GHC 2014 CRA-W Speakers
The CRA-W track for Graduate Students focuses on helping attendees succeed in graduate school with three sessions: “Graduate School Survival Skills”, presented by Jamika Burge (Information Systems Worldwide) and Rachel Pottinger (University of British Columbia), “Building Your Professional Persona”, presented by Patty Lopez (Intel) and Jaime Teevan (Microsoft Research), and “Building Your Professional Network” presented by Elizabeth Bautista (Lawrence Berkeley National Lab) and Raquell Holmes (Boston University). These sessions are consistently popular at Grace Hopper, as illustrated by over 200 attendees in each session this year.
CRA-W sessions for Early Career Faculty began with “Finding Your Dream Job”, presented by Jaeyeon Jung (Microsoft Research) and Lana Yarosh (University of Minnesota). Gillian Hayes (UC-Irvine) and Susan Rodger (Duke University) then discussed “Starting, Managing and Growing Your Own Research Program.” Lastly, attendees learned about “Preparing for Promotion” from speakers Kathryn McKinley (Microsoft Research) and Dilma Da Silva (Texas A & M University). “Finding Your Dream Job” always attracts a crowd, and had the most attendees once again (well over 200 this year). CRA-W sessions for mid-senior level faculty started with a discussion of Successful Leadership by Lori Pollock (University of Delaware) and Kathryn McKinley (Microsoft Research). Deb Agarwal (Lawrence Berkeley National Laboratory) and Nancy Amato (Texas A & M University) then discussed “Managing Up”, and the day ended with an interactive session devoted to attendee-chosen Career Mentoring Topics organized by Susan Rodger (Duke University).
Notable Women in Computing Playing Cards – a Full House
Other content organized by CRA-W Board members at this year’s Grace Hopper Celebration included a panel entitled “Prof or Prez: Choosing Your Panel” organized and moderated by Andrea Danyluk (Williams College) that highlighted the range of career possibilities for Senior Academics with four accomplished women panelists: Fran Berman (Rensselaer Polytechnic Institute), Jan Cuny (National Science Foundation), Maria Klawe (Harvey Mudd College), and Mary Lou Soffa (University of Virginia). The “Visibility Everywhere: Building Web/Social Media Presence for Women in Computing” panel organized by Susan Rodger (Duke University) covered how to maintain your personal web presence and also covered the CRA-W and Anita Borg Institute project to write Wikipedia pages for Notable Women in Computing. Ruthe Farmer (NCWIT) moderated the panel; panelists included Susan Rodger (Duke University), Tracy Camp (Colorado School of Mines), Patty Lopez (Intel), and me. Lastly, several posters from the CRA-W Collaborative Research Experience for Undergraduates (CREU) program were presented in the Wednesday evening poster session.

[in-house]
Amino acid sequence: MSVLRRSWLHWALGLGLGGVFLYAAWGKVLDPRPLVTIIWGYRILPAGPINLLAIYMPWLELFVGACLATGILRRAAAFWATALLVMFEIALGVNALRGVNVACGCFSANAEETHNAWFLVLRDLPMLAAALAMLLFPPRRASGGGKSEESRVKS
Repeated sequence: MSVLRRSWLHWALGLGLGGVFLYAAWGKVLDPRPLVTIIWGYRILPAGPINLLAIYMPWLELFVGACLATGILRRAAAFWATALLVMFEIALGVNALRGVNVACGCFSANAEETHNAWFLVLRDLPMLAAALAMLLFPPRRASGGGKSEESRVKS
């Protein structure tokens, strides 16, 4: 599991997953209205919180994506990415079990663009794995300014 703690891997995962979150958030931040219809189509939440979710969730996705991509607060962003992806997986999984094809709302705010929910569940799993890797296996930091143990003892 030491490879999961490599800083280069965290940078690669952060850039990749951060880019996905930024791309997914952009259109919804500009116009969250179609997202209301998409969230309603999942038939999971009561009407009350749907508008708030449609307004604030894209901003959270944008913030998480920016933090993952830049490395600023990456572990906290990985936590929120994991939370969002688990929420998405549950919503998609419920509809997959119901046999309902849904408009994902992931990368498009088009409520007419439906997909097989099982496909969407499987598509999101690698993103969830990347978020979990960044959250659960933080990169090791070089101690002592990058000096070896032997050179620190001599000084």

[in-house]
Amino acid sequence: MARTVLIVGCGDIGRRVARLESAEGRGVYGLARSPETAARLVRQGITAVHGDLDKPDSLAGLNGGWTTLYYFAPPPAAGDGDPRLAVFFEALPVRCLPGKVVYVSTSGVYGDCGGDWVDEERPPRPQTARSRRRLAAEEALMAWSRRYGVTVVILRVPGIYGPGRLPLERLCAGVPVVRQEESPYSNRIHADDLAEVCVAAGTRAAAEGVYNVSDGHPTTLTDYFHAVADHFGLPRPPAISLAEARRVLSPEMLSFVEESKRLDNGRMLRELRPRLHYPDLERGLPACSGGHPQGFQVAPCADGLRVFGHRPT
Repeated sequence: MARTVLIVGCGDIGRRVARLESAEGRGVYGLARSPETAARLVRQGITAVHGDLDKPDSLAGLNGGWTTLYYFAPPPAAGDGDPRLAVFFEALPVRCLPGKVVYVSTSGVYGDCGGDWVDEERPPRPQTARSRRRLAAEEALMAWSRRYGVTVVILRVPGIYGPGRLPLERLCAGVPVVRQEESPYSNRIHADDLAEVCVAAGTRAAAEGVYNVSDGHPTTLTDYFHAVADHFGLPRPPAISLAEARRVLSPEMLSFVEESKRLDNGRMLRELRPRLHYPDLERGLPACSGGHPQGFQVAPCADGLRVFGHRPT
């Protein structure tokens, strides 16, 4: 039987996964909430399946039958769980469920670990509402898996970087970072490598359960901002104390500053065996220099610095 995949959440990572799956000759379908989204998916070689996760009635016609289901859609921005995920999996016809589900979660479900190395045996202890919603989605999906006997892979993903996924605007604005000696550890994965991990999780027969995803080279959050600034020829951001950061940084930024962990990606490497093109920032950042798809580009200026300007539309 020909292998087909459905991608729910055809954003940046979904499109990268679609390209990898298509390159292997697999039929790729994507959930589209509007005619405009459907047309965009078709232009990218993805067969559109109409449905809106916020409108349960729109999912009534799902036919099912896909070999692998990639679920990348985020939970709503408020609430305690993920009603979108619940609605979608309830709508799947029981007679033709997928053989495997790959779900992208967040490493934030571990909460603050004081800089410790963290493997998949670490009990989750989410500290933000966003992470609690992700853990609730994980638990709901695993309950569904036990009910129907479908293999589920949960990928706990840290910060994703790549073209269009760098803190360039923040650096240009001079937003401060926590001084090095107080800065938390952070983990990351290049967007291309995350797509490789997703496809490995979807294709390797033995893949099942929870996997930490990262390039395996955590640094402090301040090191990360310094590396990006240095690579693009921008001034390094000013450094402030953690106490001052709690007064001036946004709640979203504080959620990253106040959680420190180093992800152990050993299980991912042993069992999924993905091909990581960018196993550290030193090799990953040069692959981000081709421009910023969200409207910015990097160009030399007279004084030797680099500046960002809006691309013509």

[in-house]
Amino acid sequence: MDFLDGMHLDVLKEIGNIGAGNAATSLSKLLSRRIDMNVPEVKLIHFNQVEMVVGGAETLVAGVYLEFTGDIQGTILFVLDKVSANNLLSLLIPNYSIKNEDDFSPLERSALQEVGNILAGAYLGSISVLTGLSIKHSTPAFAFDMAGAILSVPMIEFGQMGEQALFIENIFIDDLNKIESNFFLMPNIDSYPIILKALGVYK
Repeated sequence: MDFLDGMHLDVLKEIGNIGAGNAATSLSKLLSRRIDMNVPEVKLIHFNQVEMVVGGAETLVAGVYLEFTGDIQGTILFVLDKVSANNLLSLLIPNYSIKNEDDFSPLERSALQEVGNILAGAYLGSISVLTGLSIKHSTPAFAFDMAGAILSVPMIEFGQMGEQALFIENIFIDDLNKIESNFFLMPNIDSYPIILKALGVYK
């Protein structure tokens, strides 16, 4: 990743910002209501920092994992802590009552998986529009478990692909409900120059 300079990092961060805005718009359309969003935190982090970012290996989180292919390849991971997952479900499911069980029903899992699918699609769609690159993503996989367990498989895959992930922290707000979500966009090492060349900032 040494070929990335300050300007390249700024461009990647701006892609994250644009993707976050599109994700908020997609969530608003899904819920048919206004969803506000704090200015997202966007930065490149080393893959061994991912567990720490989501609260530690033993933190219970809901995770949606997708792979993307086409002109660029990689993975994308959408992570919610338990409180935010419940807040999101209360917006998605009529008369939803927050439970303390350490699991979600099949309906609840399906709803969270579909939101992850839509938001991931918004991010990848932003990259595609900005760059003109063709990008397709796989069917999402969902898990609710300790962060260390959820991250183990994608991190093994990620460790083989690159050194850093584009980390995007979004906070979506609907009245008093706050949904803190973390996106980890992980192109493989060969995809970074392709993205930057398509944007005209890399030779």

Terrific CRA staff members Erik Russell, Ama Nyame-Mensah, and Heather Wright, with support from several CRA-W Board members, ensured our CRA-W booth in the very busy exhibition hall was always fully staffed. We kept busy answering questions and encouraging folks to participate in CRA-W programs. All in all, it was a busy and eventful conference. We look forward to Grace Hopper 2015 in Houston, Texas.
About the author:
A.J. Brush is a Senior Research at Microsoft Research. Her research area is Human-Computer Interaction with a focus on Ubiquitous Computing and current obsession with Smart Homes. After four fun years of organizing the CRA-W workshops at Grace Hopper, in October 2014 she became Co-Chair of CRA-W with Nancy Amato (Texas A&M University).